Summary for the Busy Executive: Pretty.
Harpsichordist and organist Barbara Harbach has also compiled a modest catalogue of original work. MSR has brought out a slew of CDs showcasing her achievement in several genres. This volume presents music for chamber ensemble.
Harbach has gathered some friendly criticism, including a fine piece from ClassicalNet reviewer James Tobin. I can understand Tobin's point of view (see his review). The musical idiom – mostly pentatonic and folk-based (a variant of Copland Pastoral) – is attractive in itself. It's also, as Tobin points out, generally serene rather than titanic or troubled, a sensibility fairly rare in contemporary music. At her best, Harbach conveys a sane psychic balance.
I don't think quite as highly of her work, however, as Jim does. It seems to me she keeps running into the same difficulties. First and foremost, problems arise from her pentatonic idiom. If you just depress the black keys on a piano, you get a pretty nice sound, but it's like the cup that never tips over. Pentatonic music, if you don't take care, doesn't go anywhere. Harmonically, it stays put. Unfortunately, classically-based tonal music tends to depict major sections based on changes in key. Furthermore, the movement from one key to another usually pushes the work along. Vaughan Williams, also drawn to pentatonicism, nevertheless worked out a language that was both pentatonic and chromatic, probably for that reason. Often Harbach's music sounds stuck, it modulates so little. Also, pentatonic themes, if you don't watch out, tend to sound pretty much alike. A program of pentatonic music can bland out.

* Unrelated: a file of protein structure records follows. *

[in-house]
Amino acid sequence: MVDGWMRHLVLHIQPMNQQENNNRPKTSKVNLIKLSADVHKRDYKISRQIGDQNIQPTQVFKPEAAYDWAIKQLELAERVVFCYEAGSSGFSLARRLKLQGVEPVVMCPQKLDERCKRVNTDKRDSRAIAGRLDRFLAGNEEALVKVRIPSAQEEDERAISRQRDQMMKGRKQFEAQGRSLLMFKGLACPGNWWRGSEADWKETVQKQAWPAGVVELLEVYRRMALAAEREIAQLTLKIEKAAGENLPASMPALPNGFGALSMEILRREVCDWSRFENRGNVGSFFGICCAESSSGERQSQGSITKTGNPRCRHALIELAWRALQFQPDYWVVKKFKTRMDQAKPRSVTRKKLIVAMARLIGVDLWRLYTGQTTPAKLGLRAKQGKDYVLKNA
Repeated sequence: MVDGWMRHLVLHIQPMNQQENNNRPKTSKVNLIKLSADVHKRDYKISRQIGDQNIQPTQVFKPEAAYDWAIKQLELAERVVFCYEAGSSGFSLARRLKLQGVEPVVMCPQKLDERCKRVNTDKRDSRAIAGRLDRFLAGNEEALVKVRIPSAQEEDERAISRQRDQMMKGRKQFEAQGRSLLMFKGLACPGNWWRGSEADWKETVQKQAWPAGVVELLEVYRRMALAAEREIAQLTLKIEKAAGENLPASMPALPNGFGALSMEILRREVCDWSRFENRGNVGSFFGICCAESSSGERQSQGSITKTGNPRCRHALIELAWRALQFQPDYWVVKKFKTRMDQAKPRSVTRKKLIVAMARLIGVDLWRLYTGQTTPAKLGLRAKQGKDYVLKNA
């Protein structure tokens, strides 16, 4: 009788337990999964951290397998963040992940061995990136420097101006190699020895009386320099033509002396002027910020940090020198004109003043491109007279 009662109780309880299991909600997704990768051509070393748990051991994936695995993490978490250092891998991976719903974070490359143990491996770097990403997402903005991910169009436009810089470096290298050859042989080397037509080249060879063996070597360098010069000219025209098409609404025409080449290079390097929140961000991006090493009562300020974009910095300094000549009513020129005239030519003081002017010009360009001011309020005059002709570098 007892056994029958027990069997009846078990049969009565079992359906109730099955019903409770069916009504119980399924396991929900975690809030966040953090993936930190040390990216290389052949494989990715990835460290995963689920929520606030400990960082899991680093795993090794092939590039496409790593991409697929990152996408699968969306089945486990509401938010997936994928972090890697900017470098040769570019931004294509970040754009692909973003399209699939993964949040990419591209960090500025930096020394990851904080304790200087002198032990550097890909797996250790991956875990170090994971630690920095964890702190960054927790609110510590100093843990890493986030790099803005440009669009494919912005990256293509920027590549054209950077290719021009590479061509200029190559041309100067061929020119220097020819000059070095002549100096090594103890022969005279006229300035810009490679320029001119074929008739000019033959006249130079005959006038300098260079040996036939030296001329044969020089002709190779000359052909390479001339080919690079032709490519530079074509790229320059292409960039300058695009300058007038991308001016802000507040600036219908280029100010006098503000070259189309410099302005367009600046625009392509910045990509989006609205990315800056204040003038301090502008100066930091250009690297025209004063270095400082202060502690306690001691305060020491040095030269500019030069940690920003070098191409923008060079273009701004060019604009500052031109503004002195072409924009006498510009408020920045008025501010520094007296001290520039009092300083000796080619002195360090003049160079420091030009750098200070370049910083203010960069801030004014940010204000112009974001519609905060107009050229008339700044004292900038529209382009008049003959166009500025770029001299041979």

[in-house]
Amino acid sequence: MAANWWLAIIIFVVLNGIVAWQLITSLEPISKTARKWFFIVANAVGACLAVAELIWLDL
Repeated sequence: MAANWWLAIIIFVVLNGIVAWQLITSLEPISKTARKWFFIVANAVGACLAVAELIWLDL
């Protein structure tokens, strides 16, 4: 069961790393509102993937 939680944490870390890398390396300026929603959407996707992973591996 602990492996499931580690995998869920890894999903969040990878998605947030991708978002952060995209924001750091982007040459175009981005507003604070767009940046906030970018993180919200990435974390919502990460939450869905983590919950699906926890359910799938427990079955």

The disc opens with Harbach's best work here, American Solstice, a lovely piece, no matter how you look at it. It has all the beauty of the pentatonic without any of the stasis. You actually arrive somewhere new. Unfortunately, most of the other items stay put. Furthermore, their instrumentation is practically the same from one to the other. The other piece that stands out is the Fantasy and Fugue on Swing Low for wind quintet – first, because the instrumentation slightly differs (no strings and piano, for once); second, because the idiom is less pentatonic. Again, one seems to move along an argumentative line of the music. The fugue seems especially neat. The subject derives from the spiritual's "I looked over Jordan, and what did I see."
The performances, by Slovakian forces under the British conductor Kirk Trevor, are thoroughly professional.
Copyright © 2010, Steve Schwartz.